Indeed, one of the many benefits of being older now is that Green sees the big picture of things better now, which is why he isn’t trying to rush back to the floor too quickly.

As a veteran, it’s a long season,” Green said. “You’re not trying to do too much to make it worst. Training camp is important, but being healthy at the beginning of the season is even more important.”

RUN, YOUNGSTERS, RUN

Near the end of Thursday’s practice, the Celtics had a full court game of 3-on-3 involving some of the team’s rookies and end-of-the-bench training camp invitees like Jalen Jones of Texas A&M. The 6-7 undrafted rookie had a dunk over Jordan Mickey, a 3-pointer and another strong, uncontested flush at the rim in a matter of minutes. He’s likely to wind up with Boston’s Developmental League team, the Maine Red Claws.

With Thursday morning’s session being the team’s fifth practice this season, head coach Brad Stevens thought it was a good idea to get some of the team’s younger players on the court.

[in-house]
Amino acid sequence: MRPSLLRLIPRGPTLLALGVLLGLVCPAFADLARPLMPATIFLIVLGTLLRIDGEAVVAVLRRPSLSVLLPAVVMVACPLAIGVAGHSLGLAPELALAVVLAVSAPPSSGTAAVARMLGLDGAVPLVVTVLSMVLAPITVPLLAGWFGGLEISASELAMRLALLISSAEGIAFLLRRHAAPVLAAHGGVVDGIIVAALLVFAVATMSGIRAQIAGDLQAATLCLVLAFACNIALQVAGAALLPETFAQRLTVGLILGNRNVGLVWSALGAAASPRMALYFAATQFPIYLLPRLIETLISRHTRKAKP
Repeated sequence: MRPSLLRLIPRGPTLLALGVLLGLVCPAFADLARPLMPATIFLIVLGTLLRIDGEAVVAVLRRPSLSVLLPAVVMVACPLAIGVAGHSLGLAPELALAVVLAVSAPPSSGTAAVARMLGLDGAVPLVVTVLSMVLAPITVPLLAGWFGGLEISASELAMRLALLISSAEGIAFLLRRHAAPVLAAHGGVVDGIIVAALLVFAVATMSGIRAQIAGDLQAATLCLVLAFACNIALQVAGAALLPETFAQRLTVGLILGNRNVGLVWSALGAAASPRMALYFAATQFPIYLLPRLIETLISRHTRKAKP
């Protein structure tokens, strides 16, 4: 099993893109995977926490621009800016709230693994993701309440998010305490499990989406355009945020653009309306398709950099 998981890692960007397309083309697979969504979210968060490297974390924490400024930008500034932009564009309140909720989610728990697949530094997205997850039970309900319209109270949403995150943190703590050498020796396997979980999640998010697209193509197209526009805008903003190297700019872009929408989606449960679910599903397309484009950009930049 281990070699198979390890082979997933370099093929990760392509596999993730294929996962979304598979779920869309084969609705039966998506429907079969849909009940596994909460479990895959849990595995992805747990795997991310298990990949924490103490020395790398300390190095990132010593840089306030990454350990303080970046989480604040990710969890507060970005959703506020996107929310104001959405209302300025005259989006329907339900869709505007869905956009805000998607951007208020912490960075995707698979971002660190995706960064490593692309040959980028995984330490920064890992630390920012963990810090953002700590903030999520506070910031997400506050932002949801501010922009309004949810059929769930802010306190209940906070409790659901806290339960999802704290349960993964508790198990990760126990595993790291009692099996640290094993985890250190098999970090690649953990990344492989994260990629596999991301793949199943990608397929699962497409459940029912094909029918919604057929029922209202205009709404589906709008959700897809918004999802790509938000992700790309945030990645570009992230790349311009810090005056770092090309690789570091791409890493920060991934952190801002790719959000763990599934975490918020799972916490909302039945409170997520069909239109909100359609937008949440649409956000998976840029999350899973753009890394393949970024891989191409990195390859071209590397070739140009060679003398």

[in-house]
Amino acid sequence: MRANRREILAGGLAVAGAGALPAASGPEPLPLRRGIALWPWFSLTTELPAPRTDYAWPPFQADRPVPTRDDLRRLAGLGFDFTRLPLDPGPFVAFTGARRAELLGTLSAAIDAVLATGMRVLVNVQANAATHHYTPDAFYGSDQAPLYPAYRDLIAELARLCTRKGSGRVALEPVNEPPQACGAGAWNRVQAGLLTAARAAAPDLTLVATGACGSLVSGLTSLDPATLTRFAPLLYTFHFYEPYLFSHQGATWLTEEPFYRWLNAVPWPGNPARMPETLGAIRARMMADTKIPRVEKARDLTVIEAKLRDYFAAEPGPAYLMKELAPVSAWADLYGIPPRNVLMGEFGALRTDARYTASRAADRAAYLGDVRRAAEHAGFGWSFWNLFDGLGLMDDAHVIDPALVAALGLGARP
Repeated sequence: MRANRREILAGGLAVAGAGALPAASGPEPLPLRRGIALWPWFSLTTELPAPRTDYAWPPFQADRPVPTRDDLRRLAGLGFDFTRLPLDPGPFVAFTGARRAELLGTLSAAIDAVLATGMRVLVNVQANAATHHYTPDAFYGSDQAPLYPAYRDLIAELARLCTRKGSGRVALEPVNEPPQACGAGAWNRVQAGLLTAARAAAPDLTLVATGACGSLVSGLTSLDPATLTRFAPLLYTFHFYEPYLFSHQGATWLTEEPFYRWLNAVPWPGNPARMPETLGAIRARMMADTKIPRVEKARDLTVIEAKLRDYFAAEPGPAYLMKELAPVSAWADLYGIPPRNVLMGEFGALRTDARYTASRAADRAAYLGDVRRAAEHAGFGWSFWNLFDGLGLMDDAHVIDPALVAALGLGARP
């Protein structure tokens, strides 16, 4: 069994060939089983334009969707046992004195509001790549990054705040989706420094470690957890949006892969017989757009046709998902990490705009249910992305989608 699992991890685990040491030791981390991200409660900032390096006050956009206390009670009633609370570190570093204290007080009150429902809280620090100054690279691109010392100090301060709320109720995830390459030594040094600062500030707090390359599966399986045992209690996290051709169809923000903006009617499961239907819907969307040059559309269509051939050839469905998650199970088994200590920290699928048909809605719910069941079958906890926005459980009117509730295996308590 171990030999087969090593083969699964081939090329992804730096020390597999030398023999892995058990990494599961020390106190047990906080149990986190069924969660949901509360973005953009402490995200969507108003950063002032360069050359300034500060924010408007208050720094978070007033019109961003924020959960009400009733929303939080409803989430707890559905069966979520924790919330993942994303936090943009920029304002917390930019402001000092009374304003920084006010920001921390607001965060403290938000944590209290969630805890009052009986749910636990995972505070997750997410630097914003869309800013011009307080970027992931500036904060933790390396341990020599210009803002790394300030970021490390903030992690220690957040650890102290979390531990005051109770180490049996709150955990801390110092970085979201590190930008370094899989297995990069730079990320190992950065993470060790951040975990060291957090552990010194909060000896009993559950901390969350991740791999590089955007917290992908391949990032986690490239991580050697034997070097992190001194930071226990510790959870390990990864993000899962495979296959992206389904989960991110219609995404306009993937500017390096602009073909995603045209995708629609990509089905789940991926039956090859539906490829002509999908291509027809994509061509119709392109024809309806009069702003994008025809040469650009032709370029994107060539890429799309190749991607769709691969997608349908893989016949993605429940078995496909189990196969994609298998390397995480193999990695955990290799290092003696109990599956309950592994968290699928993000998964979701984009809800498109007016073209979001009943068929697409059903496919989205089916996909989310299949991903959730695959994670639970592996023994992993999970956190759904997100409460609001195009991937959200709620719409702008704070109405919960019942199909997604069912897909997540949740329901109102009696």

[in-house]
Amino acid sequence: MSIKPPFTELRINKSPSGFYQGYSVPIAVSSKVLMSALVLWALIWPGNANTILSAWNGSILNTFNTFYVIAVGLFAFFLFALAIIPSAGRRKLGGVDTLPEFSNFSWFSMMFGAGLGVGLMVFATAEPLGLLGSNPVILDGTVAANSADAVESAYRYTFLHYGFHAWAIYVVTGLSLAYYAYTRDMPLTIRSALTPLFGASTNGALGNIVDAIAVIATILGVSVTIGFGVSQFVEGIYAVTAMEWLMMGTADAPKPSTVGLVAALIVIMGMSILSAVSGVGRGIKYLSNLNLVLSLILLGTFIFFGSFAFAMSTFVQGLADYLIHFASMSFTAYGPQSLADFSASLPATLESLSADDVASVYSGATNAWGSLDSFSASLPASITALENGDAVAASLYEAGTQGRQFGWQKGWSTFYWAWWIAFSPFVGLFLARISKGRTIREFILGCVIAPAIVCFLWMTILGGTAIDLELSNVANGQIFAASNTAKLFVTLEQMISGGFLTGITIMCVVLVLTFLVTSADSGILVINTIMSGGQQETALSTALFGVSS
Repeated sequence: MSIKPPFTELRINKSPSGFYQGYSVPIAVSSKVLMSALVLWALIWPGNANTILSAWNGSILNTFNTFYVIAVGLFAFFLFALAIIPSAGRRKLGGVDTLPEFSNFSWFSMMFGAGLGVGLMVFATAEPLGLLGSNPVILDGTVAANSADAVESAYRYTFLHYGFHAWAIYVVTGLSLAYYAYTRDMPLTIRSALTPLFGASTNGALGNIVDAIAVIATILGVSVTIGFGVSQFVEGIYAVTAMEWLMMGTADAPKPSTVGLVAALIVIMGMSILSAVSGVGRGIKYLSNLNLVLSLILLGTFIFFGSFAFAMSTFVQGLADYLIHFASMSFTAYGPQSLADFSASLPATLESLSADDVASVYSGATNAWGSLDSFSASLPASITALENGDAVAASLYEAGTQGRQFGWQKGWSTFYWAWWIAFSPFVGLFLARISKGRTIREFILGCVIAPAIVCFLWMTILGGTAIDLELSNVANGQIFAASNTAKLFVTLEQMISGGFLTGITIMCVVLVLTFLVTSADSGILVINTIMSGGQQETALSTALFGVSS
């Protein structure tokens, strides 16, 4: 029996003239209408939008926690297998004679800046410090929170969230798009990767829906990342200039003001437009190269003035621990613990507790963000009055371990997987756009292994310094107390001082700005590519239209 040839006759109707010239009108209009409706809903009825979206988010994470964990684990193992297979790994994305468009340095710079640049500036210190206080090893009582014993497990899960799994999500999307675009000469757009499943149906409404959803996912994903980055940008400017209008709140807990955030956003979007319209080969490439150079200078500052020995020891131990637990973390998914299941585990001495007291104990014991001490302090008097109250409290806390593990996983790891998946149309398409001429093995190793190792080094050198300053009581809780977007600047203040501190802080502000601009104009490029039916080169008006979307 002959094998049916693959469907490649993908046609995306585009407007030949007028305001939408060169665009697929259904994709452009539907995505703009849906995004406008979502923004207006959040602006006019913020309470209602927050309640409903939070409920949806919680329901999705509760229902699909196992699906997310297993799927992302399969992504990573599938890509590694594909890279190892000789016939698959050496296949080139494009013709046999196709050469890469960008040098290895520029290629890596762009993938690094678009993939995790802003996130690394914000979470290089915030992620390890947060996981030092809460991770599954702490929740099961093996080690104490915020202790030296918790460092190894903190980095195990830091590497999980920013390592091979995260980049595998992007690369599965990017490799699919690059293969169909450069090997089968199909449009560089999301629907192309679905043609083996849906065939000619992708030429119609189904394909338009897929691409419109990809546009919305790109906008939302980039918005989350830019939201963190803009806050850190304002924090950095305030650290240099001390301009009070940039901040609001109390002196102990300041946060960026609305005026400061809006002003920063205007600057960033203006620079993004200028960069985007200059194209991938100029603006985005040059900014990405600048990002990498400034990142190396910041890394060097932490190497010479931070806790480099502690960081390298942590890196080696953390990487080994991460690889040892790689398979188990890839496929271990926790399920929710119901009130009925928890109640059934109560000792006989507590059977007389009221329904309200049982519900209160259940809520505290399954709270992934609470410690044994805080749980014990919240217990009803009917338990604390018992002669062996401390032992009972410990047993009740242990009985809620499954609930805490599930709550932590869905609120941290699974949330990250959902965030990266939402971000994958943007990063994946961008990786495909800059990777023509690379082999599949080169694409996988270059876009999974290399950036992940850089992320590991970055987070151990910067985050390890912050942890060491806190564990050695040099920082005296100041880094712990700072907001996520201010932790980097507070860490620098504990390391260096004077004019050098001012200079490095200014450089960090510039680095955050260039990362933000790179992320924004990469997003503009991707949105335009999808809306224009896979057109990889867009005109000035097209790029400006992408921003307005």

“It was good to play some 3-on-3,” said Stevens who added that it was good for their conditioning since a lot of the running at this point involves trying to get the starters and the likely rotation players as acclimated and familiar with one another as possible. “We try to do that occasionally even through the season just to get everybody up and down.”

TURNOVERS? WHAT TURNOVERS?

Five practices in the books and there’s only one thing that really has stood out to the eyes of Isaiah Thomas.

It’s turnovers.

Apparently the Celtics haven’t committed too many thus far.

“We haven’t turned the ball over as much as teams usually do the first couple of days,” Thomas said. “We’re trying to learn the system, trying to get everybody familiar with what we do. But we’ve been playing well together. Guys are playing hard. Guys have gotten better, worked on their game.”

Ball-handling will be one of the areas to watch during the preseason as the Celtics look to find a replacement for Evan Turner (Portland) who has been one of the team’s best ball-handlers the past couple of seasons.

The Celtics were middle-of-the-pack last season with 13.5 turnovers per game which ranked 14th in the NBA.

Low turnovers often serve as a common trait among playoff teams. Just last season, eight of the top-nine teams in fewest turnovers committed, were in the playoffs.